Biometrics: Is Gait ID The New Gate ID?3rd Feb 2020
The way you walk is unique, and it’s a powerful potential biometric identification tool for estate security teams.
There’s no-one else like you. If the cheesy love songs haven’t yet convinced you of that, then decades of police detective TV shows will have. A range of biometric markers can be and frequently are used to determine that you are, in fact, you. Your fingerprints, face, DNA, voice and eyes can either grant you access to off-limits areas or help authorities to ID you.
Now you can add the way you walk to that list. Your walking gait is unique, and while the technology is still relatively new, gait recognition is fast emerging as a powerful security and surveillance tool.
In the United States, the Pentagon is reportedly working on software that would allow a smartphone to track who’s carrying it based on how they walk. In the UK, researchers at the University of Manchester say they’ve developed software that can use ‘floor-only sensor data’ to track people as they walk through a room, again based only on their walking rhythm.
Computationally, gait recognition is more complex than other biometrics, for a couple of reasons. For one, while fingerprints and faces require just a single image, gait recognition needs a sequence of images. It also uses a wide range of factors in its analysis, including the length of your stride and the angle of your arms.
That’s why, according to Huang Yongzhen, CEO of Chinese-based company Watrix, gait recognition software boasts 94% accuracy, with positive identification possible from up to 50 metres away. Watrix’s technology is being piloted by Chinese police, who are using it to fill the gaps in security footage where the subject’s face is unseen or obscured.
‘You don’t need people’s cooperation for us to be able to recognise their identity,’ Huang said in an interview with AP. ‘Gait analysis can’t be fooled by simply limping, walking with splayed feet or hunching over, because we’re analysing all the features of an entire body.’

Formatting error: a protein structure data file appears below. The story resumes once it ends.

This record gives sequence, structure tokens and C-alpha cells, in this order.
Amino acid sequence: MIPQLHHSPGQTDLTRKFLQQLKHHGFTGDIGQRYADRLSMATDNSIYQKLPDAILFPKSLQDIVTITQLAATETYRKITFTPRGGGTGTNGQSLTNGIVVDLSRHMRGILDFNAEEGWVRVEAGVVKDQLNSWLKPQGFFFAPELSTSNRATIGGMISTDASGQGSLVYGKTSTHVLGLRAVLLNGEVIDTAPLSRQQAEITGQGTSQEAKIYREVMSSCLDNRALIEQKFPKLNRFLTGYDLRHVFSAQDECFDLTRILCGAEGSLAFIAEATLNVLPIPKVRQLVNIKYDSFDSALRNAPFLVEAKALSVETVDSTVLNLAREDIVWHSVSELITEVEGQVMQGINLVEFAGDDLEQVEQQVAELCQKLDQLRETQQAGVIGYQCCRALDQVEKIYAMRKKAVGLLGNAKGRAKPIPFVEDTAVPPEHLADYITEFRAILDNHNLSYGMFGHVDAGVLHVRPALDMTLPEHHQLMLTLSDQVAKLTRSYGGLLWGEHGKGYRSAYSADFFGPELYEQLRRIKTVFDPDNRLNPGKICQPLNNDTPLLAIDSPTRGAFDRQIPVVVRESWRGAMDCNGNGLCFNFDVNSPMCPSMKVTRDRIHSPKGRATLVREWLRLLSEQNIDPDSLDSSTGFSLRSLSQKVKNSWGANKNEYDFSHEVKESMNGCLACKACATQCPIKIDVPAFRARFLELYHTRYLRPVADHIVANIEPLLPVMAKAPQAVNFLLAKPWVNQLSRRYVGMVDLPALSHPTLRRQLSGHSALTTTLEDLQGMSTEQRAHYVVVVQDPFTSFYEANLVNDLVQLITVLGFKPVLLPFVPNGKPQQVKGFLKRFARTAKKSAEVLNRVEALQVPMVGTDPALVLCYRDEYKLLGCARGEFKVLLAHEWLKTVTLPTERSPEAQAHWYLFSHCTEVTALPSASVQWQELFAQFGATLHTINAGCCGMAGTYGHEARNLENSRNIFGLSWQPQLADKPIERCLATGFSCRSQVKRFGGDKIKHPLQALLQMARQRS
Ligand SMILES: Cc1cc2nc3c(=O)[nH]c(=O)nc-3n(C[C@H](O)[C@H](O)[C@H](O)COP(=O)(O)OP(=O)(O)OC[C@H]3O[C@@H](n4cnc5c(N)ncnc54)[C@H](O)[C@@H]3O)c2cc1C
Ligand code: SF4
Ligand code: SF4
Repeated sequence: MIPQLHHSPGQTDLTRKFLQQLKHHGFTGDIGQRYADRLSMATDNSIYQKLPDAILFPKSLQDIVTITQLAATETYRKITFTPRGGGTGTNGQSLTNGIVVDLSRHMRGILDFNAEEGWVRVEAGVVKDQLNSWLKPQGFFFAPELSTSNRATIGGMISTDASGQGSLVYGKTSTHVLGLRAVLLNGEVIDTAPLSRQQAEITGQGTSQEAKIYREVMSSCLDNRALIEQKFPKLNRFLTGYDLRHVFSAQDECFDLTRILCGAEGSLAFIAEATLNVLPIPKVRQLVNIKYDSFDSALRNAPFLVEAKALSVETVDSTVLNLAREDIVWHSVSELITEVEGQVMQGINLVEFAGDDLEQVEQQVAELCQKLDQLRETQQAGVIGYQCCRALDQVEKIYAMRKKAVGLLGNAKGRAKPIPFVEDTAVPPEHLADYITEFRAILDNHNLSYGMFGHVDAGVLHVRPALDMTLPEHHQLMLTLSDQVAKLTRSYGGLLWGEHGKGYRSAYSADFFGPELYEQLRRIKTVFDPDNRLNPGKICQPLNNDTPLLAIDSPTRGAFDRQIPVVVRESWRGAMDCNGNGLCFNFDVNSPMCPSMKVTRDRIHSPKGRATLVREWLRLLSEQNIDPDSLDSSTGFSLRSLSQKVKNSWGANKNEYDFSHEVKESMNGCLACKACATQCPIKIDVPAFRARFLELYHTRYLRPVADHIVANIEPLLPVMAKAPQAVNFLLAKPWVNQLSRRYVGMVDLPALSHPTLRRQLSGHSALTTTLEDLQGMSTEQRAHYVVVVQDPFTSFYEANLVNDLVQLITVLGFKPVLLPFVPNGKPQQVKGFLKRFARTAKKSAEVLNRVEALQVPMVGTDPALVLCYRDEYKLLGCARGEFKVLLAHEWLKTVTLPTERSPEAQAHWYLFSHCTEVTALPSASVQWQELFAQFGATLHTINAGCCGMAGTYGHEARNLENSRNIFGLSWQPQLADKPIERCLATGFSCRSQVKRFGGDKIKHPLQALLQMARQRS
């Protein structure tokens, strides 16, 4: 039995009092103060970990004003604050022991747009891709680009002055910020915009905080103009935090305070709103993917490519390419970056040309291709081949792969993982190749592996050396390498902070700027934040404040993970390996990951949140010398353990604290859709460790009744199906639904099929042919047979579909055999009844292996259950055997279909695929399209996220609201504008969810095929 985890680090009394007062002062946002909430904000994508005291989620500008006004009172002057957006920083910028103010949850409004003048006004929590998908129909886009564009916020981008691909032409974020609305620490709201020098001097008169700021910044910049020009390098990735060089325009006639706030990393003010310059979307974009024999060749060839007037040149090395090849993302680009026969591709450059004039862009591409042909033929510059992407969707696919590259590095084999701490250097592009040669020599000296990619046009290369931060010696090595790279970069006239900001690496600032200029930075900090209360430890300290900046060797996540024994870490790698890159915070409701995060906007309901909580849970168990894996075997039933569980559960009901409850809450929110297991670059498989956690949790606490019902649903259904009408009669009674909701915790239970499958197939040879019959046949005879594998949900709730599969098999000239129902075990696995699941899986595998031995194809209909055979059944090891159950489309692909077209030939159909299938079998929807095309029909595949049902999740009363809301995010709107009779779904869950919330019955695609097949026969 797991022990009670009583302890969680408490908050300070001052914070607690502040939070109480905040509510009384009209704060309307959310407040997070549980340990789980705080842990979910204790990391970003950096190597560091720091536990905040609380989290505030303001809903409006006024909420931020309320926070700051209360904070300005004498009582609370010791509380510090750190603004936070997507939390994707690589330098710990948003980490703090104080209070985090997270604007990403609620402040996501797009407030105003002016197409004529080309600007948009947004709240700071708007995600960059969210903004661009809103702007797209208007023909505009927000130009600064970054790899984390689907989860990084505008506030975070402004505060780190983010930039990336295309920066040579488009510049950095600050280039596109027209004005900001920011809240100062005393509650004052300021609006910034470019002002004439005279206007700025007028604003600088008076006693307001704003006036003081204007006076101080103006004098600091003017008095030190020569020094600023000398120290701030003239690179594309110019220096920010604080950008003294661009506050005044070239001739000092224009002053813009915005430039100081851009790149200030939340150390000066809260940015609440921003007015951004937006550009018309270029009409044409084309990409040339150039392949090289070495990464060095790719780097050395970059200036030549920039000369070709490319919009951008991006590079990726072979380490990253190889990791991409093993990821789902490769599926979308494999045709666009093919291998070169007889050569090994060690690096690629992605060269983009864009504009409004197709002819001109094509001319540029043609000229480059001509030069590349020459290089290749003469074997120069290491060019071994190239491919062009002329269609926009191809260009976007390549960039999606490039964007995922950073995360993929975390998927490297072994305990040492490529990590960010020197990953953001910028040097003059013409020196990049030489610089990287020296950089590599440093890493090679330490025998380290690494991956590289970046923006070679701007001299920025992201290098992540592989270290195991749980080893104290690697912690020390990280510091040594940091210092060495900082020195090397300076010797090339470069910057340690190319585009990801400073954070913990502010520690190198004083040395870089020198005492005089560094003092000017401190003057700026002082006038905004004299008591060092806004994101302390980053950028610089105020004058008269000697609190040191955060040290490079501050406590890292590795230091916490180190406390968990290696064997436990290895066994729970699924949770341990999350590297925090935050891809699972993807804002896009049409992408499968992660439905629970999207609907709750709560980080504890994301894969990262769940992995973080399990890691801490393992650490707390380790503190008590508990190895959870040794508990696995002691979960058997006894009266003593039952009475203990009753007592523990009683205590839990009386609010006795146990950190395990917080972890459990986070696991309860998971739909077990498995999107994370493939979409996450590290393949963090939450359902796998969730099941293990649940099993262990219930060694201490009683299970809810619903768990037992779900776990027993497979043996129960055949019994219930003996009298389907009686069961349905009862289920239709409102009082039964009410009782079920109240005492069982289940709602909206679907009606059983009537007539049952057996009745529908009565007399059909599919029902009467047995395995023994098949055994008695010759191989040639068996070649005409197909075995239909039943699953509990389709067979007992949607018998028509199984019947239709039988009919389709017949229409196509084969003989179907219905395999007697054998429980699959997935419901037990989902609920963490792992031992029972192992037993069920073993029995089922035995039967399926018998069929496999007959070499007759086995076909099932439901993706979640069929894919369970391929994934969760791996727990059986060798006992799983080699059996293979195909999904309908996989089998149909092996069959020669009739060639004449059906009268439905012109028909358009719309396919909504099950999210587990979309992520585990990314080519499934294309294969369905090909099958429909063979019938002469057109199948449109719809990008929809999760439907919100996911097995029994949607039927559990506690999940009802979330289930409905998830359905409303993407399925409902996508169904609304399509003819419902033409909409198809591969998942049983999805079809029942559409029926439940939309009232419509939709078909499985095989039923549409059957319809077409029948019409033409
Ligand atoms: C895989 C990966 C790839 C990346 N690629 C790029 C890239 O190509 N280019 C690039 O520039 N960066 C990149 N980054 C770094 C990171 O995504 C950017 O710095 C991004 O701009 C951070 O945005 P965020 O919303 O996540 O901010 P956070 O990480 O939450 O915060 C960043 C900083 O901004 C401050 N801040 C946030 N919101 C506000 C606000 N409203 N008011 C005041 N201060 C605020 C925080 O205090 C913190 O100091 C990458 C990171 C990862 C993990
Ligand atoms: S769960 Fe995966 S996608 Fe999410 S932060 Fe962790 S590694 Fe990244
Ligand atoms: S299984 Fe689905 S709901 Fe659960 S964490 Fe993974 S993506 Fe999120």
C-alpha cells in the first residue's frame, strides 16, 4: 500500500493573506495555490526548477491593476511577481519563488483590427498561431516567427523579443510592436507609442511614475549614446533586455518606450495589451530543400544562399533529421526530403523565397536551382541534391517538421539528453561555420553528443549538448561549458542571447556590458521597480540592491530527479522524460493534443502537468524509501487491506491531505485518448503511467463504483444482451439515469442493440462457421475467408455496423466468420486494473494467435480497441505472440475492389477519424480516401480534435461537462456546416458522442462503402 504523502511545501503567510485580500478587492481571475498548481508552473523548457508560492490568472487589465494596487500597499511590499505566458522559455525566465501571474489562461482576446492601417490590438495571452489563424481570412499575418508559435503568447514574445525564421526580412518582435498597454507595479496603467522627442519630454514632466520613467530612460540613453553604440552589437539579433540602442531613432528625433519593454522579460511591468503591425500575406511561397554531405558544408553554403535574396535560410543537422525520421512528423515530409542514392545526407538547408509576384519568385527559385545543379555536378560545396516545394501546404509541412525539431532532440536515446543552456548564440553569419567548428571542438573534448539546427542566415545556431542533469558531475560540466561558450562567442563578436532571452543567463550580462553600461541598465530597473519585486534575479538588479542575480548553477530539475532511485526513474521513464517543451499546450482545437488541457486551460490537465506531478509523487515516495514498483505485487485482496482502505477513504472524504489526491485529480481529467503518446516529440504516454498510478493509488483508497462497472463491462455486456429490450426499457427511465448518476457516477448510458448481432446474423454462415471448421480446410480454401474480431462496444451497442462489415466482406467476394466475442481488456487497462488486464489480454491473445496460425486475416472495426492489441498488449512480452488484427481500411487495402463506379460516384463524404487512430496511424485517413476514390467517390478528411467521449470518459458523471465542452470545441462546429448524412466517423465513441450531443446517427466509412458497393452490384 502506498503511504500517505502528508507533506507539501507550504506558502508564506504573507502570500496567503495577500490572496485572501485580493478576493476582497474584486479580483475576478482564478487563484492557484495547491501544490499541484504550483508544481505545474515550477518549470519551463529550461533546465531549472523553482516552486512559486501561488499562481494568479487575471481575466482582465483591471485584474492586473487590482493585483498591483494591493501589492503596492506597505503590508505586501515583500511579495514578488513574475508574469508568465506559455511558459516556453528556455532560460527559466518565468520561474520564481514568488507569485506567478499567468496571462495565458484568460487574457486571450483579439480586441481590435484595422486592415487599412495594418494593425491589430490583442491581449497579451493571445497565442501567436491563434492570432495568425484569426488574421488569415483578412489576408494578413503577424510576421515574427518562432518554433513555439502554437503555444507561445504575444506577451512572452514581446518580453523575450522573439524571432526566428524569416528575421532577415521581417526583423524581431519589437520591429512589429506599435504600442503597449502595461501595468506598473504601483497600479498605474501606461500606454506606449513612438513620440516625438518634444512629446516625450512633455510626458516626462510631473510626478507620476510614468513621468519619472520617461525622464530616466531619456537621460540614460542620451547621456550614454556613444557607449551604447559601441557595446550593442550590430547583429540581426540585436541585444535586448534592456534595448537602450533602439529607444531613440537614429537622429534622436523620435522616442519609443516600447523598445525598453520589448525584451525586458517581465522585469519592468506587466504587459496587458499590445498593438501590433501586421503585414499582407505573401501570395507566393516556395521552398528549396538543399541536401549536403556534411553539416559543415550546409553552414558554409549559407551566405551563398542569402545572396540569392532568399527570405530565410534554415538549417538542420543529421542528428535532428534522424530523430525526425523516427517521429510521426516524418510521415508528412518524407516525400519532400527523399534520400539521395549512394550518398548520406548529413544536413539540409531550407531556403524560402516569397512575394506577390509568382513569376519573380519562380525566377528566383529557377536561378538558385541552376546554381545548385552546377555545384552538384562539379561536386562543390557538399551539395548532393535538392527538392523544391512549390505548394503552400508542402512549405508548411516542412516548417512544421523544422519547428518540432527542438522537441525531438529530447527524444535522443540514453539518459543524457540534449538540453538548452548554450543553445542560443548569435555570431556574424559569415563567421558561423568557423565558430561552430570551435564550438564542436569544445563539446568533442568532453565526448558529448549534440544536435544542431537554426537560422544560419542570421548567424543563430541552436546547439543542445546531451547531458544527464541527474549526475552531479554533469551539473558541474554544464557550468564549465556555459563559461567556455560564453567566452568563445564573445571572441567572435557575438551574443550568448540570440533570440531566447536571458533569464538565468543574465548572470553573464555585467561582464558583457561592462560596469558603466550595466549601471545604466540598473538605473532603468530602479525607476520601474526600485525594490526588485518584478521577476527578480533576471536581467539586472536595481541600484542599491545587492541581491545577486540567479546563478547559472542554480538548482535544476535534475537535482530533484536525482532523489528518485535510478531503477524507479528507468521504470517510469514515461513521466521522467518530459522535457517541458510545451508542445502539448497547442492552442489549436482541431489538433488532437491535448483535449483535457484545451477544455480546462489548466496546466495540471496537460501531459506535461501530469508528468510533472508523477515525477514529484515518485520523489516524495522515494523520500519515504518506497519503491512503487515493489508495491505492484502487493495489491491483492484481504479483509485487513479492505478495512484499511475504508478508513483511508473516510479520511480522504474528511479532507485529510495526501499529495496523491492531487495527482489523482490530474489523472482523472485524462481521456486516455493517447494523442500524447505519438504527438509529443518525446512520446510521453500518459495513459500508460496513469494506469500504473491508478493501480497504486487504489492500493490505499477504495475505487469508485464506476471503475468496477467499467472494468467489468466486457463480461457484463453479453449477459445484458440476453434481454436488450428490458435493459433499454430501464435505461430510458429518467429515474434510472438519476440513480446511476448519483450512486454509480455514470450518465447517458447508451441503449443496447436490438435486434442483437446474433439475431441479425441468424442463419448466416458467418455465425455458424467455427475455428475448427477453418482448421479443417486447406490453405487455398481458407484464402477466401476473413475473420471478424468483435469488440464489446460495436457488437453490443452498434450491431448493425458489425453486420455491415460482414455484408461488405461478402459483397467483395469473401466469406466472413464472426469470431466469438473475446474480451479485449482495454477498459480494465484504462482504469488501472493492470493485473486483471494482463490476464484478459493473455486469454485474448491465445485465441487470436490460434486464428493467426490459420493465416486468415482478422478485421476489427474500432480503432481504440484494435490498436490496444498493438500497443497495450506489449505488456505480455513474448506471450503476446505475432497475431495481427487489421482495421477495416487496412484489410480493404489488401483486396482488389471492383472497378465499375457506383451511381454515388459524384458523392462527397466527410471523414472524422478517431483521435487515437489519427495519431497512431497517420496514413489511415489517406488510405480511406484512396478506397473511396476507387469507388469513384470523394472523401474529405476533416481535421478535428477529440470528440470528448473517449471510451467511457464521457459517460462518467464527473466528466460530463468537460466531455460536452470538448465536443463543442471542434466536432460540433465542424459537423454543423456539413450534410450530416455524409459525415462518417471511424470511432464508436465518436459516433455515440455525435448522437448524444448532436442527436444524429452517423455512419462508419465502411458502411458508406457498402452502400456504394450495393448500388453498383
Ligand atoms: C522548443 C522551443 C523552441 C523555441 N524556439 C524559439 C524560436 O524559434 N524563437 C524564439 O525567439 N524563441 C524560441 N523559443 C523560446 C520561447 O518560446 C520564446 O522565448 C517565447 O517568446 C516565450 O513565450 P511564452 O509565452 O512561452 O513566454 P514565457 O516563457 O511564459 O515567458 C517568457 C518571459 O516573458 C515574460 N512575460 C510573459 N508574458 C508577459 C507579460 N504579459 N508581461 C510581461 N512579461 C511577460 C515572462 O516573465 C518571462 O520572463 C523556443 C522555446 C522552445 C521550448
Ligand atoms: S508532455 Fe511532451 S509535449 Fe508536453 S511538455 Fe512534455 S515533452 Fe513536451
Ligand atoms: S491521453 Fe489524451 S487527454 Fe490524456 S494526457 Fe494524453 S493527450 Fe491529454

Meanwhile, researchers at the University of California at Santa Barbara recently developed XModal-ID (pronounced Cross-Modal-ID), which – according to their research paper – ‘can determine if an unknown person walking in a Wi-Fi-covered area is the same as the person in a video footage’. In other words, if they have video footage of you walking, they can identify you through a brick wall.
‘Our proposed approach makes it possible to determine if the person behind the wall is the same as the one in video footage, using only a pair of off-the-shelf Wi-Fi transceivers outside,’ study lead Professor Yasamin Mostofi said in a statement. ‘This approach utilises only received power measurements of a Wi-Fi link. It does not need any prior Wi-Fi or video training data of the person to be identified. It also does not need any knowledge of the operation area.’
Those claims should either delight or horrify you, depending on where you sit in the surveillance/privacy debate. For those in charge of security at residential estates, the idea of being able to track who’s walking in and around the property – based purely on how they’re walking – must sound appealing. The question remains, though, whether residents and visitors will be willing to give up that aspect of their privacy just to let their gait get them through the gate.